Cary News: Opinion

Cary’s Heritage: Cary High centennial recalled as school celebrates 120 years

The Cary Arts Center, at the intersection of South Academy Street and Dry Avenue, once housed Cary High School until 1961. It was transformed and reopened as an arts center in 2011 (pictured)
The Cary Arts Center, at the intersection of South Academy Street and Dry Avenue, once housed Cary High School until 1961. It was transformed and reopened as an arts center in 2011 (pictured) NEWS & OBSERVER FILE PHOTO

Cary High School was first chartered in 1896, which means that it is 120 years old this year. Guy Mendenhall remembers the school’s centennial celebrations that took place in 1996. He was the school’s athletic director and was a member of the Cary High 1954 state championship basketball team.

Guy Mendenhall: Cary High School is the oldest chartered high school in North Carolina. The 1896 charter is still hanging on the wall at the school. In 1992, a new principal named Donna Hargens arrived and realized that in four years, the school would be 100 years old. So she contacted WRAL, who agreed to come speak to an assembly of ninth-graders, to announce to them that they would be the 100th class.

In 1995, a committee formed with people from the community interested in celebrating the 100th year of the school. Many activities were planned, including a parade. They identified and contacted about 5,000 former graduates. The Cary News assigned one editor to report on the school’s 100th year and advertise for graduates. A symbol of the first building from 1896 was put on the school’s stationery.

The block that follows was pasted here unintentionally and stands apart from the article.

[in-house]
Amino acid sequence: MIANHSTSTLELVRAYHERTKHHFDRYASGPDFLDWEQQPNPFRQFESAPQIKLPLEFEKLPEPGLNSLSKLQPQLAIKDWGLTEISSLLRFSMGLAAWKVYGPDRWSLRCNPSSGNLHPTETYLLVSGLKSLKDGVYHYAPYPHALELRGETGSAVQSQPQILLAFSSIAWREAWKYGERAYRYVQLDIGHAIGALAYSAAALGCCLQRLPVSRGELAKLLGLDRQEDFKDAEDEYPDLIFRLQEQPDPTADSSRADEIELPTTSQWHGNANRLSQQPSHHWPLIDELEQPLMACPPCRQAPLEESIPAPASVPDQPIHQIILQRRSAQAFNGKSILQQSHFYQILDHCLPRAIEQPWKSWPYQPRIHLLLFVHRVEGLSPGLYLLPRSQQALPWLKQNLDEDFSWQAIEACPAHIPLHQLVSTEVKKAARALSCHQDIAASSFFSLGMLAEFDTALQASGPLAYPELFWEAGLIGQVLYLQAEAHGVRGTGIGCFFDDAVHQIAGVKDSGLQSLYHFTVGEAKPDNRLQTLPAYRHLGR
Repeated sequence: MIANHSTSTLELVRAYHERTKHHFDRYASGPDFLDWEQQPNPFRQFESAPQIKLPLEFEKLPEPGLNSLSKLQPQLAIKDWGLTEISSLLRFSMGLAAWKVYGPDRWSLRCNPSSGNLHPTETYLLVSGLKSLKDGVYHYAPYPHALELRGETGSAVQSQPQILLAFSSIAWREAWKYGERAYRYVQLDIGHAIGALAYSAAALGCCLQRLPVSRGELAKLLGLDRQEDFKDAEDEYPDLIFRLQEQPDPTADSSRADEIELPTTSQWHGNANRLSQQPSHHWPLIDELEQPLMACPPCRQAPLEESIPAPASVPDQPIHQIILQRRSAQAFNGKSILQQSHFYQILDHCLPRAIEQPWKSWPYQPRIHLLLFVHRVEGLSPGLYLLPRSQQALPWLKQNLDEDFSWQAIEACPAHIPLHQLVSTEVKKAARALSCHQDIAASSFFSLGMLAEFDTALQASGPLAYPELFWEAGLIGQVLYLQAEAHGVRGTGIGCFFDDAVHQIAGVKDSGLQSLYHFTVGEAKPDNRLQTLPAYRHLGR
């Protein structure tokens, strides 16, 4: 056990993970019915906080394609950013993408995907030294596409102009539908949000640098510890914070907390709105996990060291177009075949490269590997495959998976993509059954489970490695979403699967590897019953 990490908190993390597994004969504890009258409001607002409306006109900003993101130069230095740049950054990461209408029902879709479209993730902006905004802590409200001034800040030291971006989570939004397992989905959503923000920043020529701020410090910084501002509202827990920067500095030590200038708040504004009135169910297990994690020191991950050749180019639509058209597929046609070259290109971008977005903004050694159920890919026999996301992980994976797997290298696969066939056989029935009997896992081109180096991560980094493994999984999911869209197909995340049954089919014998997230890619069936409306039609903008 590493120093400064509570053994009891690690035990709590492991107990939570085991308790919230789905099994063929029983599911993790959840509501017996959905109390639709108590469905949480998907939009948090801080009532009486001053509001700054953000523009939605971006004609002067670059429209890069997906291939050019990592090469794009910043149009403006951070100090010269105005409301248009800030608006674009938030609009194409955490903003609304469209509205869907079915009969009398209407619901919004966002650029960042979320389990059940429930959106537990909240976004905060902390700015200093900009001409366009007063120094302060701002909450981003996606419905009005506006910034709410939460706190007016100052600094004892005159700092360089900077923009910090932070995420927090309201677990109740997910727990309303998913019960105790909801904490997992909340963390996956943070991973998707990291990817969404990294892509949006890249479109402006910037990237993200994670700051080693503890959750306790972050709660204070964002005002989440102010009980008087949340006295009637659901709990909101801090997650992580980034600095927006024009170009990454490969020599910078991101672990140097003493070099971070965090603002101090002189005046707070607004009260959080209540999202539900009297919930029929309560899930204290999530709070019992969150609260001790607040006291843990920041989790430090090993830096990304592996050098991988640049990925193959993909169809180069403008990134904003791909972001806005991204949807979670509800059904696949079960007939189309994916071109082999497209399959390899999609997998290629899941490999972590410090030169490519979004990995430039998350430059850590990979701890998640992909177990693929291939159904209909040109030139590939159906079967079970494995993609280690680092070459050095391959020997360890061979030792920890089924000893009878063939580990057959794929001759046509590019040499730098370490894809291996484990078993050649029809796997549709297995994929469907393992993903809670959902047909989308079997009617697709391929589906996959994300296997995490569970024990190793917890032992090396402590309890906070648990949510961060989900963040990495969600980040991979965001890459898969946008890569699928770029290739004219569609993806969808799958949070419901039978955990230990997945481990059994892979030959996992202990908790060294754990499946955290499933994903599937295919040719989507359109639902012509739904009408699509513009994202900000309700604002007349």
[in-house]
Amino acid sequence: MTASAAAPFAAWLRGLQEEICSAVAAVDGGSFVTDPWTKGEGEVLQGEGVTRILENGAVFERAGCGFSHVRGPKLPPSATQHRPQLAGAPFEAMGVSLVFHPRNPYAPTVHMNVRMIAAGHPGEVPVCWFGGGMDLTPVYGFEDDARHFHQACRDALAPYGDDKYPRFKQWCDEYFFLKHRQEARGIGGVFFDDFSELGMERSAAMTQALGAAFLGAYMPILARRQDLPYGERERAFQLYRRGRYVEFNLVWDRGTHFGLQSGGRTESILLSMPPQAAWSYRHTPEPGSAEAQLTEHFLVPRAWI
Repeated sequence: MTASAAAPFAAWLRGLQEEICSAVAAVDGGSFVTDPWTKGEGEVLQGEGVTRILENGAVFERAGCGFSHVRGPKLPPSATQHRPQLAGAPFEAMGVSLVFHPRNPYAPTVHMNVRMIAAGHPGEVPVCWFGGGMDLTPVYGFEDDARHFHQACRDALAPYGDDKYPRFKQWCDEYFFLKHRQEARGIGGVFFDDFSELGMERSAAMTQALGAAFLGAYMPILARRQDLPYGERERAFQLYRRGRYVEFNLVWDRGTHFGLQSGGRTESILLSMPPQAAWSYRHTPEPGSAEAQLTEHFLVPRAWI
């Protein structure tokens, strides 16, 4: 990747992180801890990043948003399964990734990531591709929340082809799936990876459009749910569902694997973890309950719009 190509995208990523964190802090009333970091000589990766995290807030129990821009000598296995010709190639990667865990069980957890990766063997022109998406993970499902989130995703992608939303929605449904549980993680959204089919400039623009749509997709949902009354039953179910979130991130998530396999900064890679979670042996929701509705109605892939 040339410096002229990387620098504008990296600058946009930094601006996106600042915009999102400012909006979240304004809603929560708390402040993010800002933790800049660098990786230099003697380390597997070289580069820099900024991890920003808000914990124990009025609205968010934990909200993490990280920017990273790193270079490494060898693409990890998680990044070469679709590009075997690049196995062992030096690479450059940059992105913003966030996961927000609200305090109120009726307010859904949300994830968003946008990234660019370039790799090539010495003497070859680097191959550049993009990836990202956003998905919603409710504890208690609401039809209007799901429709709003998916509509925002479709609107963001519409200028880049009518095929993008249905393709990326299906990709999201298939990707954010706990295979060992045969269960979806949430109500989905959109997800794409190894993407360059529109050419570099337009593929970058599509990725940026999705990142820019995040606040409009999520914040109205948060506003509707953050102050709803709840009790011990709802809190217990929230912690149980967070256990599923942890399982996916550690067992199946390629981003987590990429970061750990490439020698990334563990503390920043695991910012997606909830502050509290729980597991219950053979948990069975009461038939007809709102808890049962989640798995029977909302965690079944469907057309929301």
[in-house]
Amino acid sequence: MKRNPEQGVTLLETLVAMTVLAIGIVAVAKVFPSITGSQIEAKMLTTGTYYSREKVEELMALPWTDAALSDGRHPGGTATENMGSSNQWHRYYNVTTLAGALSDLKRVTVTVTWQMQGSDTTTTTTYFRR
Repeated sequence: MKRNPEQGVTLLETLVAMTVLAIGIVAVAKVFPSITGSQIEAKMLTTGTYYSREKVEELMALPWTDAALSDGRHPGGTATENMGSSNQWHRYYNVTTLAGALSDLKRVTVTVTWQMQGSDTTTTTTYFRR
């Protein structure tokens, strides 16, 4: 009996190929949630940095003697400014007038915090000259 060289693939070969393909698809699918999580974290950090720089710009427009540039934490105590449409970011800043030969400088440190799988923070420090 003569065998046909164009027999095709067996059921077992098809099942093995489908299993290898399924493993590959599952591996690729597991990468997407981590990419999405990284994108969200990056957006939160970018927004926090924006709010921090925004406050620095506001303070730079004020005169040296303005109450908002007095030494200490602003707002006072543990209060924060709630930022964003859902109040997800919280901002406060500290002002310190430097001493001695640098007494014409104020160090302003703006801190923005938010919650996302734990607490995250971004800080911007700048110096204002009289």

In the spring of 1996, the parade was held on a Saturday morning with the Cary band leading the way. There were 96 units for the parade. Anybody who had graduated from Cary and wanted to put something in the parade could do so. There were old cars, and cars full of local people with homemade banners on the sides. Some businesses put floats in the parade.

It turned into a big thing. There were people standing along the side like during Cary Band Day. Graduates came from way out of town.

After the parade, people went into classrooms in the school that had been designated for three consecutive graduating classes in each room, so they could all meet and talk. One woman came who was 100 years old and had graduated from Cary High in the early 1900s.

People brought and donated memorabilia that was put in the media center, including all the annuals from the first one printed for the class of 1918. Annuals were not made during the Depression or World War II, but they resumed printing them after the war.

Pictures of all the school buildings are in “the Centennial Hall,” drawn by Jerry Miller who donated them. After the meet and greets in the classrooms, everyone went to the football stadium, where 100 chairs had been set up in the middle of the field, each with a sign from 1896 to 1996.

An announcer from the local radio news read something about each year that the Cary News had researched and put together. They also found photos of things that took place during those hundred years, which were laminated onto wood, and are now in Centennial Hall.

There were also photos from many graduating classes. People were invited to come down onto the field and sit behind one of the chairs. Most sat behind their own graduating year, and a few sat behind the earlier years where nobody was sitting.

The Cary High School centennial celebration was a memorable and exciting event for all who attended.

Cary’s Heritage is taken from the book, “Just a Horse-Stopping Place, an Oral History of Cary, North Carolina,” first published in August 2006. The book is a collection of oral history interviews conducted between local citizens and Friends of the Page-Walker Hotel.

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